Hmm, perhaps something odd happened with my order because I never got a confirmation mail. I did end up emailing sales@pine64.org about my order and got a reply within a day. I also had problems with the link for the shipment upgrade but it eventually worked for me.

    gregor42 says:

    “Those who have not yet changed their Asendia shipment orders to DHL still have the option to do so. ” – DEAD LINK

    The text on my invoice reads “$15.00 via PinePhone Shipping” – so I have no idea what method you are using.

    All that I know is that I have been waiting for a month & the only update is what I found in this post.

    What is a reasonable estimate for how much longer I should expect to wait?

    That invoice description sounds like standard shipping. How long you have to wait (without upgrading to DHL) depends on where you live and when a shipping route from Hong Kong to that place via national postal services and third-party logistics companies. It sounds like it could be up to another month before standard shipping gets delivered.

    Not sure, I emailed them my order number since I didn’t get any shipping info, so I’m hoping it’s on the way, but yeah I just wanted be kept in the loop of everything going on with my order. They haven’t emailed me back so I hope everything is okay.

    I opened a support ticket and they told me they would be re-opening the shipping upgrade soon. No definite timeframe though.
    Fingers crossed 😉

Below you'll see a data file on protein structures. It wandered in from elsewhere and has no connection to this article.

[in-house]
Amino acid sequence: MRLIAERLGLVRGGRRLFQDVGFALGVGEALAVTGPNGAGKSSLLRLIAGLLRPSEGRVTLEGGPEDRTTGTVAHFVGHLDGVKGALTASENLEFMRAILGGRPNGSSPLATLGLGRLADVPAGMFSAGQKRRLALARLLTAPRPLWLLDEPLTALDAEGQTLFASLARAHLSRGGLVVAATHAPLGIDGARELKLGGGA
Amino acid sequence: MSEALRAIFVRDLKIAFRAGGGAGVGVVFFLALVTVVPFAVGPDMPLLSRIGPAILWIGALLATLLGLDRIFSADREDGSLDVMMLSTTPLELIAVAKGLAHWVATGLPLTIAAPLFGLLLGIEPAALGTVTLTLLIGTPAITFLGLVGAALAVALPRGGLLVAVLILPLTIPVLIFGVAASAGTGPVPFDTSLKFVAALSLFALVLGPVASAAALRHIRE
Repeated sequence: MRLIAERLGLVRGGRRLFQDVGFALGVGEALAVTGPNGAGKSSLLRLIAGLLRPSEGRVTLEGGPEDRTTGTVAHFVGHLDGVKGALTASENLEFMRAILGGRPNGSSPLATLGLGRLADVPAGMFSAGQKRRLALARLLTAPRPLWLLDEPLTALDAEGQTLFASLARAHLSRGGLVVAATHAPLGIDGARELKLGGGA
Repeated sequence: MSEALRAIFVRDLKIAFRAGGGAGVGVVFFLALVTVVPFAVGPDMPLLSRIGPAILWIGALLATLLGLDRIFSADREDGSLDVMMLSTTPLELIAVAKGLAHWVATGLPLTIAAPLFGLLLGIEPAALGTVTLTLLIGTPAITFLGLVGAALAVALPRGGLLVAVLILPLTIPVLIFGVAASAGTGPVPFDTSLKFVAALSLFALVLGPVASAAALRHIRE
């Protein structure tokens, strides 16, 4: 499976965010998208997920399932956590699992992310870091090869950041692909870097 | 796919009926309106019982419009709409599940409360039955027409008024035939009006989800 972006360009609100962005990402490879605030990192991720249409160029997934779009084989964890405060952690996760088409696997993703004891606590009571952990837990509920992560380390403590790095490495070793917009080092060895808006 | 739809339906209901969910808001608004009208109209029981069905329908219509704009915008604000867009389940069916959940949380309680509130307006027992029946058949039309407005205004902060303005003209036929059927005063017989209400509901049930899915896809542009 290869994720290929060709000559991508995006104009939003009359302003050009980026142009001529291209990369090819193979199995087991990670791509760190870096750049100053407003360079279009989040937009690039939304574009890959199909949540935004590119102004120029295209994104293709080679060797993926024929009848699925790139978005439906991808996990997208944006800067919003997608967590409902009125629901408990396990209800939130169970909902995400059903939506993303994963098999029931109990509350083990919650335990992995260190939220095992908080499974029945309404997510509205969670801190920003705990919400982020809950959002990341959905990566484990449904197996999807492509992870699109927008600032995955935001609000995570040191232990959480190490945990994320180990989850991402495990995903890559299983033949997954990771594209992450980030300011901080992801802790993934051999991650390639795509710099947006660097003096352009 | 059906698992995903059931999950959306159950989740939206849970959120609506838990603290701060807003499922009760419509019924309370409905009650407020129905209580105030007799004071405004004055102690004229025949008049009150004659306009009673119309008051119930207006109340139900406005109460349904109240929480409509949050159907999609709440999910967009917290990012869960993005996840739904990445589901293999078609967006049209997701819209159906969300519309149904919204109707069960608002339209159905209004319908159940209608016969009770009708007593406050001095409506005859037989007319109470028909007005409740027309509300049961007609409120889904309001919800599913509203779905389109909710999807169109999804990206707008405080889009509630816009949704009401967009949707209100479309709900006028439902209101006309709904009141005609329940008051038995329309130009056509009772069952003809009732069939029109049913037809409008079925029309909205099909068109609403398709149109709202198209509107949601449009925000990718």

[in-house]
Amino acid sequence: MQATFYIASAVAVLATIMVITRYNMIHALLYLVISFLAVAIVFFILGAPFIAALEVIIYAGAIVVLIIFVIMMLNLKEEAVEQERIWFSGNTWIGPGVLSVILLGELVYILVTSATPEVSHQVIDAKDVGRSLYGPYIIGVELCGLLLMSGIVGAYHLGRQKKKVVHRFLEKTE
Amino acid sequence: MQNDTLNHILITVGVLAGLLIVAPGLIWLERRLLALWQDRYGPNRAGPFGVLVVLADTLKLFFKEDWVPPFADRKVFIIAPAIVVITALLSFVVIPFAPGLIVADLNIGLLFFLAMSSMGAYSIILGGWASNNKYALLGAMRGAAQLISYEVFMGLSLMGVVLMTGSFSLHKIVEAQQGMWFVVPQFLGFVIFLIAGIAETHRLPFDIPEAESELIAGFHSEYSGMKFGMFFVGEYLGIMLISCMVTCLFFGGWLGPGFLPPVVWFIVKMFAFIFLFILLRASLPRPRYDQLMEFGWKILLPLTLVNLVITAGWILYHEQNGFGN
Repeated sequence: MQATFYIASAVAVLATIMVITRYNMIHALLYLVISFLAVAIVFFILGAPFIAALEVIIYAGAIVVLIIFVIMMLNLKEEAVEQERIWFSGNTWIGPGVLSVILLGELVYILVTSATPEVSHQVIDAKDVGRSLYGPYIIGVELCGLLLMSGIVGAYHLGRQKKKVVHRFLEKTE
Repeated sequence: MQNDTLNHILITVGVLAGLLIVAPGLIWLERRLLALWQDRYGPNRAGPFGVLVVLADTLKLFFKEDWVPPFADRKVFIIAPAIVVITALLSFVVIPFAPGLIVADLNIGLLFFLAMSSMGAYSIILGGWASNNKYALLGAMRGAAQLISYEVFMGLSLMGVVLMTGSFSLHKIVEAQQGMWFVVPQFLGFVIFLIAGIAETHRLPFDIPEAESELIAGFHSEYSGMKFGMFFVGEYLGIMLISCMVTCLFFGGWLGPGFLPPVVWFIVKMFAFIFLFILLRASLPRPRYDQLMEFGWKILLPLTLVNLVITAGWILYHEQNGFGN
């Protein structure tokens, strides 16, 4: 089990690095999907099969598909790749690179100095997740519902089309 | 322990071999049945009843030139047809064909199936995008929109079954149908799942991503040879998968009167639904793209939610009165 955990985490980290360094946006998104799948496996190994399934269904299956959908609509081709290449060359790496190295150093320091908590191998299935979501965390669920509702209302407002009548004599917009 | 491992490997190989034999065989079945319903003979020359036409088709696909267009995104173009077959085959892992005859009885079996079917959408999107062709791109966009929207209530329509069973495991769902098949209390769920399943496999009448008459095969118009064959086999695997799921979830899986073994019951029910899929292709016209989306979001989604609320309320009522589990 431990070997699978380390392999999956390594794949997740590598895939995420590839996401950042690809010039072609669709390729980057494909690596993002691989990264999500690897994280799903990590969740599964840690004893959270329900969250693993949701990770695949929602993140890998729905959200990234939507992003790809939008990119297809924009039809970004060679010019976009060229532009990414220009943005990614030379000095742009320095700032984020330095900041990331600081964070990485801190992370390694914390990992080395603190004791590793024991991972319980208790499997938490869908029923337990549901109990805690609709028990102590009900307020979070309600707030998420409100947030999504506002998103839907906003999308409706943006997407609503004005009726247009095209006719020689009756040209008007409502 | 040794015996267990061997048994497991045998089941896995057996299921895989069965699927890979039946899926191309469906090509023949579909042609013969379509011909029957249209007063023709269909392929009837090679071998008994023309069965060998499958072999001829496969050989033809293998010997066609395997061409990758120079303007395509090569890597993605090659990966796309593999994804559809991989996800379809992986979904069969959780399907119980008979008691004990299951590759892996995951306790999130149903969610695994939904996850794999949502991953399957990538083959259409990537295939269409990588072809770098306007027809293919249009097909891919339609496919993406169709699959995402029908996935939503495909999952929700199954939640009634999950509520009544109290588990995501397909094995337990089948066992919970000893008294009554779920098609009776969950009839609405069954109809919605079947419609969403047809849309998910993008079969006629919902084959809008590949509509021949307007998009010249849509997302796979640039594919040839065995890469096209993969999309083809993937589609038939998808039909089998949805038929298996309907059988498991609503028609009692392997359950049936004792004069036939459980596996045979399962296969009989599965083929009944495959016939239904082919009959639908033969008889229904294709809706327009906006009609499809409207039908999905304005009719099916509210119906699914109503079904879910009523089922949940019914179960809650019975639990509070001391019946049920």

Courtney says:

    Hi, I really want a phone that runs Linux but only 2gigs of Ram? I don’t see it running very well at all. When can you get better hardest?

    Courtney – comparing linux mobile to android or ios is like comparing apples to oranges – the ram is more than sufficient for anyone who is using linux on the device – which is 100% of users. Also keep in mind that memory is one of the few things that directly impacts power consumption, and unlike a CPU, you can’t just reduce the capacity by say 50% in power saving mode – basically, if it’s in the device, then it is using up power.

    Unlike 3D NAND NVME – which is almost as fast as RAM. And you can put 64G, 128G and bigger into the Pinephone. You won’t struggle for memory with up to dozens and dozens of seriously fast swap.

    If you find the memory footprint of the Pinephone to be a limitation, then you’re “holding it wrong” with you apps and software, or you’re not aware of the m.2 expansion which will give you “unlimited” capacity

    m2 expansion for the PinePhone? I thought it was for the PineTab, but it could not be ordered yet, although the PineTab could be ordered.
    3D NAND NVME? I thought the adapter offers only SATA SSD, and it will certainly be quite slow comparing to RAM.

    Lukxsor says: